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Haunted Sanitarium May Become Haunted Amusement Center

It’s always nice to find a paranormal story that’s close to home and this one is right down the road from where I live in Ohio. A local businessman wants to turn an abandoned sanitarium, long said to be haunted, into a year-round haunted amusement center. What could possibly go wrong?

The site in question was first known as the Springfield Lake Sanitarium and is located in Lakemore, Ohio, a town in Summit County near Akron and south of Cleveland. The facility was opened in 1915 as a tuberculosis hospital. Fear of the contagious disease drove governments to build these sanitariums to isolate the infected. Even at the best ones, death rates were high. Springfield Lake Sanitarium’s cemetery, suspected source of some of the hauntings, had 246 graves, some for TB victims and others for abused children and orphans housed there in later years who died or committed suicide.

Paranormal activities reported there while the sanitarium (renamed the Edwin Shaw Hospital in 1934) was open include doors opening and closing, the sounds of meals being served in an empty mess hall and various noises and footsteps in the halls and on the grounds.

The old sanitarium/hospital has been vacant since December 2009 when a new facility opened in nearby Cuyahoga Falls. That’s where Pete Karakis with his haunted amusement complex comes in. Karakis – owner of a scrap recycling company and a tilapia farm – offered the county $600,000 for the property. Why?

The location. The history. The creepy facade on the place. It’d just be perfect for what I have in mind.

What he has in mind is to invest an additional $1 million to cleanup and renovate the buildings and grounds, then add a retail shop and restaurant and turn it into a year-round center for paranormal investigations and a regional haunted attraction like the nearby Ohio State Reformatory and the Haunted Schoolhouse & Haunted Laboratory in Akron.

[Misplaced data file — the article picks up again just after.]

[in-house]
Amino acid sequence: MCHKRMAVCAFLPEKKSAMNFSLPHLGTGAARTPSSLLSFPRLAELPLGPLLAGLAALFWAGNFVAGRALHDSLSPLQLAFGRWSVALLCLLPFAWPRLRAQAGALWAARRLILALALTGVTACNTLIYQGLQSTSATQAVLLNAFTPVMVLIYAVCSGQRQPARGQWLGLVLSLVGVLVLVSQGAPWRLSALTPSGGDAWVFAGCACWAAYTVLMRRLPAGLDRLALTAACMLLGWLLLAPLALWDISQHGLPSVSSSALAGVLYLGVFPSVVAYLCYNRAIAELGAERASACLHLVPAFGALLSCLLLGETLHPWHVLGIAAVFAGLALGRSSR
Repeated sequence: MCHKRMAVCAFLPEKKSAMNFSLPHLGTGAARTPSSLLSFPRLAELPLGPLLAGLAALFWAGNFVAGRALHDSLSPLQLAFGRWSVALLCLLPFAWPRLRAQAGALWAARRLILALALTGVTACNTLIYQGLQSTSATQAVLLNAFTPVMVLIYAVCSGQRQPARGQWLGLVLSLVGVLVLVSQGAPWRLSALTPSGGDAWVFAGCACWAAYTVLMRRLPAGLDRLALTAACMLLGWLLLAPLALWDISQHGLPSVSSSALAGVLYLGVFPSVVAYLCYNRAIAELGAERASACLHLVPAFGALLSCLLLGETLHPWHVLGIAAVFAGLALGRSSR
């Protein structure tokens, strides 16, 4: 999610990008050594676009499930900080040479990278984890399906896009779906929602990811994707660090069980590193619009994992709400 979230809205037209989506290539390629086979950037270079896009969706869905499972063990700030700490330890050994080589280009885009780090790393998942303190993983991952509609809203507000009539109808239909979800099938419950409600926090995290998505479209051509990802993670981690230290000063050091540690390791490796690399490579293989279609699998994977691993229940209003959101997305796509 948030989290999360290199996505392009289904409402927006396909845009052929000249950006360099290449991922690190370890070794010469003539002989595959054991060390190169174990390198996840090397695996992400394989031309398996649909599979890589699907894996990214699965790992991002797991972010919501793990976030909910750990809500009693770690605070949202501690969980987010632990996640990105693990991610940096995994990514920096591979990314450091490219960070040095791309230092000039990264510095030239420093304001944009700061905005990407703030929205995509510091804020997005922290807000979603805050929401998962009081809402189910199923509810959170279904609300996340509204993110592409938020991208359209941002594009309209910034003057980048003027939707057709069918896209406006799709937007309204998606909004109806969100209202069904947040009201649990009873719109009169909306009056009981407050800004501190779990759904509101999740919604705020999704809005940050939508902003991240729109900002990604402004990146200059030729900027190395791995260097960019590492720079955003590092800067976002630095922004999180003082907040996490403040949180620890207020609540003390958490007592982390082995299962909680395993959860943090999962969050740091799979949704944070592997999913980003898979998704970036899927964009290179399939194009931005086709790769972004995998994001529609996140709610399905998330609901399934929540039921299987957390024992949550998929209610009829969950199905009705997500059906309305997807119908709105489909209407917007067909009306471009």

So far, the county has rebuffed his offer, saying the property is appraised at $3.89 million.

How do they collect taxes from ghosts? If the price drops, I might be interested. A haunted dining room sounds like the perfect weight loss clinic.

The haunted dining hall

The haunted dining hall

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Paul Seaburn is the editor at Mysterious Universe and its most prolific writer. He’s written for TV shows such as "The Tonight Show", "Politically Incorrect" and an award-winning children’s program. He's been published in “The New York Times" and "Huffington Post” and has co-authored numerous collections of trivia, puzzles and humor. His “What in the World!” podcast is a fun look at the latest weird and paranormal news, strange sports stories and odd trivia. Paul likes to add a bit of humor to each MU post he crafts. After all, the mysterious doesn't always have to be serious.
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